Friday, December 21, 2007


The BBC's Jonah Fisher is on a Greenpeace ship tracking the Japanese whaling fleet in the Southern Ocean. You can follow his travels for the next two months on the Ten O'clock News, and in this diary.

There are lots of smiles on the Esperanza this evening.
News that humpbacks are being taken off this year's Japanese whale hunt had been rumoured for a few days but confirmation came just as the sun was setting.

Guide to the Humpback
Japan's point of view
I'm not sure if someone on board was privy to inside information but a party had already been planned for the helicopter hangar at the back of the ship.
I am told it went well. Unfortunately, the huge interest in this story meant drinking beer was the last thing on my mind. It was more a question of working out which combination of tea, coffee and gingernut biscuits would keep me standing the longest.
The prevailing opinion on the ship is that the decision had come as a result of Australian pressure.

This week it was announced that Canberra would be sending a customs ship to the Antarctic waters to photograph and film the whalers, with a view to possibly taking Japan to court.
With the Australians an important trading partner, it seems Tokyo was unwilling to allow things to slip too far.
For Greenpeace, no sooner had the news come out than it was playing down its significance.
Fan base From the campaign room at the top of the ship, it was being stressed that this was just 50 of almost 1,000 whales which would still be killed.
Some 935 minke are on the list and 50 fin whales.
The fins are considered an endangered species but, unluckily for them, they do not have the same sort of fan base as the humpbacks.
So, the Esperanza continues on its steady journey south.
Friday was the smoothest day so far with beautiful crisp clear skies and albatrosses looping round behind the ship.
On Saturday, the ship goes into port for the last time.
A two-hour pit stop in Bluff, on the southernmost tip of New Zealand, will ensure that the Esperanza's fuel tanks are full to the brim so that she can last even longer at sea.


At 0400 local time, water came racing through the rusty porthole on to the cabin floor.
After 10 days waiting for the Greenpeace ship - the Esperanza - to leave port in Auckland, my first night at sea was useful preparation for the tough conditions that lie ahead.

The Japanese fleet will be trying to lose the boats following it
Luckily for me, my two room-mates quickly leapt out of their bunks and fastened the porthole shut before another wave crashed through its circular pane of glass.
Our cabin is at the very front of the Esperanza which means we hear and feel every contact between the ship's bows and the waves outside.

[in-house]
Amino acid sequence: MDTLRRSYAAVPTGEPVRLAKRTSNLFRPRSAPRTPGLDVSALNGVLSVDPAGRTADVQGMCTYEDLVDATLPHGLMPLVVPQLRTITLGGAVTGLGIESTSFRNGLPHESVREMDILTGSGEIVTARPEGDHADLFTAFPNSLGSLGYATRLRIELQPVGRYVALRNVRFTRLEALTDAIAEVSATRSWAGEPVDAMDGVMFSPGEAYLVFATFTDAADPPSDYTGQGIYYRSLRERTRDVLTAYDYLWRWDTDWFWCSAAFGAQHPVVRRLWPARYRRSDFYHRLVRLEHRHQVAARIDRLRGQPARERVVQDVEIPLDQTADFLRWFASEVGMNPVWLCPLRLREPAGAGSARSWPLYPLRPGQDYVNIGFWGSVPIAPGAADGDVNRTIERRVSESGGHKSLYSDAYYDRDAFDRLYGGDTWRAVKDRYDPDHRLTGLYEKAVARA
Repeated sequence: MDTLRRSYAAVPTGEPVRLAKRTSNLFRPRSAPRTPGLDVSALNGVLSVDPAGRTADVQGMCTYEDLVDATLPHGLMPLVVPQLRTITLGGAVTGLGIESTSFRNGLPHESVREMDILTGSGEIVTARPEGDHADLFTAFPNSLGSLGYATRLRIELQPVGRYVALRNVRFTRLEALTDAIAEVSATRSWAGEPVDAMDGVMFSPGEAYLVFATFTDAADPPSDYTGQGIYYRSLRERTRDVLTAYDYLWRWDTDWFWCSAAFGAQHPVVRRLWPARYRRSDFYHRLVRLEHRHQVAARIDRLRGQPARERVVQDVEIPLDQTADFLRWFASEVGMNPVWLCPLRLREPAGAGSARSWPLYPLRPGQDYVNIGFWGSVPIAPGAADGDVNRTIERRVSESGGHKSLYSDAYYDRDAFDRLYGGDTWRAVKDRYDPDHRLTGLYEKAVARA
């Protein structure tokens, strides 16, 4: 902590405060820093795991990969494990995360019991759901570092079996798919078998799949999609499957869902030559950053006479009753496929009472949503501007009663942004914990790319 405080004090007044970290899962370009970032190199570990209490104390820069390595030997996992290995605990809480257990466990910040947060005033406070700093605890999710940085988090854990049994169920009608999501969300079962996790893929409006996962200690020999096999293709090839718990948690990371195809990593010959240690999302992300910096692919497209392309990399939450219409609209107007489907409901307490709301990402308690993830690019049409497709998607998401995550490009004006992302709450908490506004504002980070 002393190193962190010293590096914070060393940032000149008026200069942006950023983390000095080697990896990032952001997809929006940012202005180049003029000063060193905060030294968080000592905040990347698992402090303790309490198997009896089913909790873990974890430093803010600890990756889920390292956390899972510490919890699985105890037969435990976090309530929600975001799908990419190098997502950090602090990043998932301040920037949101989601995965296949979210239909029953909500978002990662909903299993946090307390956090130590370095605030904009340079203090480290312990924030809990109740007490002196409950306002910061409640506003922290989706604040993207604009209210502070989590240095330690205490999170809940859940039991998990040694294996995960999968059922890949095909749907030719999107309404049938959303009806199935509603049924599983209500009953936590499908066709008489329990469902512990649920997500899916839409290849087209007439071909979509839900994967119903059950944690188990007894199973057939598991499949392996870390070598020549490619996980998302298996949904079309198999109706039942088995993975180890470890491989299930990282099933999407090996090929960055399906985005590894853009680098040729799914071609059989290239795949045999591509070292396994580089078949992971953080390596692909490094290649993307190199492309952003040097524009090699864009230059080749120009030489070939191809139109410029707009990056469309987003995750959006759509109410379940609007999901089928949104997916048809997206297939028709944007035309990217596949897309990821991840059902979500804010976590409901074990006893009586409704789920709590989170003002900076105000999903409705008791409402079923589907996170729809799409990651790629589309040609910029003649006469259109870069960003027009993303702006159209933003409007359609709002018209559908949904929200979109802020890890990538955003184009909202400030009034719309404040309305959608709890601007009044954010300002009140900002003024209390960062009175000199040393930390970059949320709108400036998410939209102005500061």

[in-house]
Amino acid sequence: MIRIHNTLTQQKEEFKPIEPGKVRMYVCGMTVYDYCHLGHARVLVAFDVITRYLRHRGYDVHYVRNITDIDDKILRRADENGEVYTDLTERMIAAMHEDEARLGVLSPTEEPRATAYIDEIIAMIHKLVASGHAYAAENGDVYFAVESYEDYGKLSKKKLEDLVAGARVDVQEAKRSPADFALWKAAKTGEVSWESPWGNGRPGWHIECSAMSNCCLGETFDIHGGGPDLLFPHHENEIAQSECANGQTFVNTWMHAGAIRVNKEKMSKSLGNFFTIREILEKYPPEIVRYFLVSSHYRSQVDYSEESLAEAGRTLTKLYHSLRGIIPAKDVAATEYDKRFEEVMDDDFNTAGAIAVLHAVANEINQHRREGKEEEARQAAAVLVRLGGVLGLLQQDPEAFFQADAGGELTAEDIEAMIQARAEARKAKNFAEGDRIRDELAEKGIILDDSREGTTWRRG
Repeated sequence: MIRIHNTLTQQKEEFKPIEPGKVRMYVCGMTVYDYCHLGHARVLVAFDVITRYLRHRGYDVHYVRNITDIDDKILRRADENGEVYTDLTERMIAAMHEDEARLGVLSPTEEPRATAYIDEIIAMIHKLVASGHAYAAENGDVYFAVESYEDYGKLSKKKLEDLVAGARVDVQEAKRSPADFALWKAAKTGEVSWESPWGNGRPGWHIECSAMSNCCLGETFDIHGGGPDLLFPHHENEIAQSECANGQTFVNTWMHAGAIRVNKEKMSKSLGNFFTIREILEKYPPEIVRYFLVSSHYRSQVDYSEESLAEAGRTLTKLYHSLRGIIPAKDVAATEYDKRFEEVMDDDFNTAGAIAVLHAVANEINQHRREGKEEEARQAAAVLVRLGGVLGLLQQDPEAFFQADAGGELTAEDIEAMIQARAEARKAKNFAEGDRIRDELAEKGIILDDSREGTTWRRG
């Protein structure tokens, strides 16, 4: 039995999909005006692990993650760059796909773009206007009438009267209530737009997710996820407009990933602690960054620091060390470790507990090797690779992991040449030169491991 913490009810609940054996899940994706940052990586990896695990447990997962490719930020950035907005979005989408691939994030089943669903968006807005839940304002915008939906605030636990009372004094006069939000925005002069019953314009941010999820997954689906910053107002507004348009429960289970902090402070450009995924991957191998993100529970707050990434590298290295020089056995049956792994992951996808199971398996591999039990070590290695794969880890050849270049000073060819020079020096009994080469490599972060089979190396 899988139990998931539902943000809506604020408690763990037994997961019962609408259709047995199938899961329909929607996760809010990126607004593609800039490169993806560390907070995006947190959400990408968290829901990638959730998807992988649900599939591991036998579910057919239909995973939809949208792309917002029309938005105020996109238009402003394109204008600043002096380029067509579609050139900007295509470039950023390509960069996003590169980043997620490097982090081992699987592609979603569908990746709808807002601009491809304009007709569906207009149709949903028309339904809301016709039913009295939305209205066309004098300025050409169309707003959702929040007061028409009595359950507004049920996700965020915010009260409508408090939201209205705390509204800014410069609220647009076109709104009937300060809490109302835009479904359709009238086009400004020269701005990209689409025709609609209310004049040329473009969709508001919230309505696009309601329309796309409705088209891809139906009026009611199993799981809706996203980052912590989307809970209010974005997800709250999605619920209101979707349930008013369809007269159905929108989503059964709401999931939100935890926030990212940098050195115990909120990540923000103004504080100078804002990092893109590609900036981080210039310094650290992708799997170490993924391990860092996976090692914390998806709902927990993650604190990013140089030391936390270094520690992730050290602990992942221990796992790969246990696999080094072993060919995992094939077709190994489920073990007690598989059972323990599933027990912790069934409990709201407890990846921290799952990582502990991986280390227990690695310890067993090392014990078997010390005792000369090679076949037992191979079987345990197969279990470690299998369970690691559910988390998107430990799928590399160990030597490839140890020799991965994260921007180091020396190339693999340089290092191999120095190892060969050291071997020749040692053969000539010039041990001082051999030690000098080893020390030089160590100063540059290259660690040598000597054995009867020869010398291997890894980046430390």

Technical problems with the Greenpeace helicopter delayed the ship's departure from New Zealand.
Glum faces
The chopper is a vital part of this anti-whaling operation. Firstly, to locate the Japanese whaling fleet, and then to provide aerial video footage of the whalers' in action.

The truth is that we live in a world in which humans hunt and kill animals, for recreation, food and resources.
Bryan, Manchester
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Greenpeace knows only too well that there is little point making its protest in the isolation of Antarctic waters if it does not have graphic television footage of its actions to quickly send around the world.
So there were glum faces in the Esperanza's mess when news of the ship's departure from Auckland was posted on the communal chalkboard.
"NO HELI" was scrawled underneath it - crucial parts needed for the maintenance of the helicopter had not arrived in time, so the decision was taken to leave without it.
For the Greenpeace cameraman and the three-person German documentary crew - planning to film spectacular shots of icebergs and whalers from the air - it was particularly bad news.
The Esperanza is not the only ship heading to the Antarctic waters.
Sea Shepherd, a marine conservation group, has already made it to the ice with its ship, named after the late Steve Irwin.
But it has been forced to go north again to Australia for repairs to one of its engines.
The Australian government has also got plans to send a ship to monitor the whalers' activities.
The Japanese have been whaling under government-issued scientific permits since the moratorium on commercial whaling was introduced in 1986.
But the number of whales killed has steadily risen from about 200 to more than 1,000 planned for this season.
This year, for the first time, 50 Humpback whales are included.
They are not just a favourite with whale-watchers, but population levels are considered to be vulnerable worldwide.
For the next two months, I'll be reporting for BBC News from the Esperanza as it journeys south down to the ice and searches for the Japanese whalers.
It is no free ride. We are paying our way and, of course, I have absolute editorial independence to say what I want without fear of being taken off air or thrown overboard.

I'll have sea-sickness pills to hand in the infamous Southern Ocean
Once we reach the Antarctic ice, an elaborate game of hide-and-seek between whalers and environmentalists will begin.
If the Japanese prove better at hiding than the Greenpeace crew are at seeking, it is very possible that I may see very little and this web diary will turn into long discussions about the relative merits of passing icebergs and penguins.
I am still not sure whether or not sending me on this trip is a big in-joke by BBC editors back in London.
I am certain that a colleague was only looking for a quick laugh (and found it) when they first suggested that they send a Jonah down to cover this whale story.

But, as the chuckles died away, the idea stuck and here I am preparing to cross the infamous Southern Ocean - sea-sickness pills firmly in hand.



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